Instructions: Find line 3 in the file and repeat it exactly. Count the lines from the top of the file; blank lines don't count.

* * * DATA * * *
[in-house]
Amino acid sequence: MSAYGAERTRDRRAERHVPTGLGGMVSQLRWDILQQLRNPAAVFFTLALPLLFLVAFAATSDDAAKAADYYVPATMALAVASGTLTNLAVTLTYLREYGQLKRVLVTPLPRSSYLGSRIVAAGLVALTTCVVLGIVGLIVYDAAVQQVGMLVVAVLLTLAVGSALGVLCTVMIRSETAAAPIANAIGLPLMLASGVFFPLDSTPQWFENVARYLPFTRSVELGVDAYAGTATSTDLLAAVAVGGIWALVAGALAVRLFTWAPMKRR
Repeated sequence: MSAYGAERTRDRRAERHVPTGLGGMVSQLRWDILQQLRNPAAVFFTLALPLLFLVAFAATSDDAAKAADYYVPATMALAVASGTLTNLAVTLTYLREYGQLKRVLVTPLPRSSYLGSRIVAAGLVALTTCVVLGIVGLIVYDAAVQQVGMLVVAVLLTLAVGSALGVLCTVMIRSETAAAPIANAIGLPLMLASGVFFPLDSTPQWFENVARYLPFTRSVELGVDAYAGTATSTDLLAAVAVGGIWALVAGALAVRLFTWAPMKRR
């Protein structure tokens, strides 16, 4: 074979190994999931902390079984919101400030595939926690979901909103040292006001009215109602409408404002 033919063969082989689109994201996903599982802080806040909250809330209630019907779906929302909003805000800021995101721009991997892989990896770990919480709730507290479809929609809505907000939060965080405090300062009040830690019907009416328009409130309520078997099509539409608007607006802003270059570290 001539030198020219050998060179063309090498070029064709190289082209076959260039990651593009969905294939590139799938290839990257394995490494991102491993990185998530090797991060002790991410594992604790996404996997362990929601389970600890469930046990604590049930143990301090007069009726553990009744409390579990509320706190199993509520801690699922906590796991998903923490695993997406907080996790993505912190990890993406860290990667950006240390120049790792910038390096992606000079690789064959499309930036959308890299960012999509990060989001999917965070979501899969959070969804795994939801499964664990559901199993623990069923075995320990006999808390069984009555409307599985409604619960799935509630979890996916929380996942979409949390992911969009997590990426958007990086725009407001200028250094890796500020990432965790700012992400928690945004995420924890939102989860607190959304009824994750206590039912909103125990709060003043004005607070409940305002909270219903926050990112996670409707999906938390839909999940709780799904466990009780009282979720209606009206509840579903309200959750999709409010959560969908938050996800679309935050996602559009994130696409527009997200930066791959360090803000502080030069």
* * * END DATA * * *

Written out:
Repeated sequence: MSAYGAERTRDRRAERHVPTGLGGMVSQLRWDILQQLRNPAAVFFTLALPLLFLVAFAATSDDAAKAADYYVPATMALAVASGTLTNLAVTLTYLREYGQLKRVLVTPLPRSSYLGSRIVAAGLVALTTCVVLGIVGLIVYDAAVQQVGMLVVAVLLTLAVGSALGVLCTVMIRSETAAAPIANAIGLPLMLASGVFFPLDSTPQWFENVARYLPFTRSVELGVDAYAGTATSTDLLAAVAVGGIWALVAGALAVRLFTWAPMKRR